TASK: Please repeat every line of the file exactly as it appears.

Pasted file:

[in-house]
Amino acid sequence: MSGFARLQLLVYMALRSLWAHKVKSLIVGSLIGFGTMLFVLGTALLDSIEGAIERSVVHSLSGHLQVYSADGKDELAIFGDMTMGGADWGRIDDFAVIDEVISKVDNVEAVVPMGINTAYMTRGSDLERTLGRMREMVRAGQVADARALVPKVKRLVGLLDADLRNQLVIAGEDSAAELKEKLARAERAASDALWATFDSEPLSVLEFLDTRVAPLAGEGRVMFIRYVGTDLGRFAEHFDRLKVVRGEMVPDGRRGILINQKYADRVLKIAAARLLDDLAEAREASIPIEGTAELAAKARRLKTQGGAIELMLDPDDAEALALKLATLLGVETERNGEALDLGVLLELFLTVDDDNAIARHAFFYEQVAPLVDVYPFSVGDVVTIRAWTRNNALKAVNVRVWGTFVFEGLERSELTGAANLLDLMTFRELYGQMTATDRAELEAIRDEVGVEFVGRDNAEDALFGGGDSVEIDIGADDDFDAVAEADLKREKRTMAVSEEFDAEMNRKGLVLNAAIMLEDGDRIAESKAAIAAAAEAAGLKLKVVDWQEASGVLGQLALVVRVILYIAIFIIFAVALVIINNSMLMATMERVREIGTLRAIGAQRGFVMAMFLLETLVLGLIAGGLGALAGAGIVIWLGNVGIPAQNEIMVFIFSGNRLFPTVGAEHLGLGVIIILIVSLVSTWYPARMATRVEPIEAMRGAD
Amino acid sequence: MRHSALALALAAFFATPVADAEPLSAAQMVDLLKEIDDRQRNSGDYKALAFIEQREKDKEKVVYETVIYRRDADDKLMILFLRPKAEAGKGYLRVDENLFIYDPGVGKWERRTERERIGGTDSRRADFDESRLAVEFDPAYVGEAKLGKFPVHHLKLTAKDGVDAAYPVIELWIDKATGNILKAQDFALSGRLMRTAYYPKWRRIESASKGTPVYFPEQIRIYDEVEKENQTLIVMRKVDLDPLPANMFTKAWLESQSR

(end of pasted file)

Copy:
[in-house]
Amino acid sequence: MSGFARLQLLVYMALRSLWAHKVKSLIVGSLIGFGTMLFVLGTALLDSIEGAIERSVVHSLSGHLQVYSADGKDELAIFGDMTMGGADWGRIDDFAVIDEVISKVDNVEAVVPMGINTAYMTRGSDLERTLGRMREMVRAGQVADARALVPKVKRLVGLLDADLRNQLVIAGEDSAAELKEKLARAERAASDALWATFDSEPLSVLEFLDTRVAPLAGEGRVMFIRYVGTDLGRFAEHFDRLKVVRGEMVPDGRRGILINQKYADRVLKIAAARLLDDLAEAREASIPIEGTAELAAKARRLKTQGGAIELMLDPDDAEALALKLATLLGVETERNGEALDLGVLLELFLTVDDDNAIARHAFFYEQVAPLVDVYPFSVGDVVTIRAWTRNNALKAVNVRVWGTFVFEGLERSELTGAANLLDLMTFRELYGQMTATDRAELEAIRDEVGVEFVGRDNAEDALFGGGDSVEIDIGADDDFDAVAEADLKREKRTMAVSEEFDAEMNRKGLVLNAAIMLEDGDRIAESKAAIAAAAEAAGLKLKVVDWQEASGVLGQLALVVRVILYIAIFIIFAVALVIINNSMLMATMERVREIGTLRAIGAQRGFVMAMFLLETLVLGLIAGGLGALAGAGIVIWLGNVGIPAQNEIMVFIFSGNRLFPTVGAEHLGLGVIIILIVSLVSTWYPARMATRVEPIEAMRGAD
Amino acid sequence: MRHSALALALAAFFATPVADAEPLSAAQMVDLLKEIDDRQRNSGDYKALAFIEQREKDKEKVVYETVIYRRDADDKLMILFLRPKAEAGKGYLRVDENLFIYDPGVGKWERRTERERIGGTDSRRADFDESRLAVEFDPAYVGEAKLGKFPVHHLKLTAKDGVDAAYPVIELWIDKATGNILKAQDFALSGRLMRTAYYPKWRRIESASKGTPVYFPEQIRIYDEVEKENQTLIVMRKVDLDPLPANMFTKAWLESQSR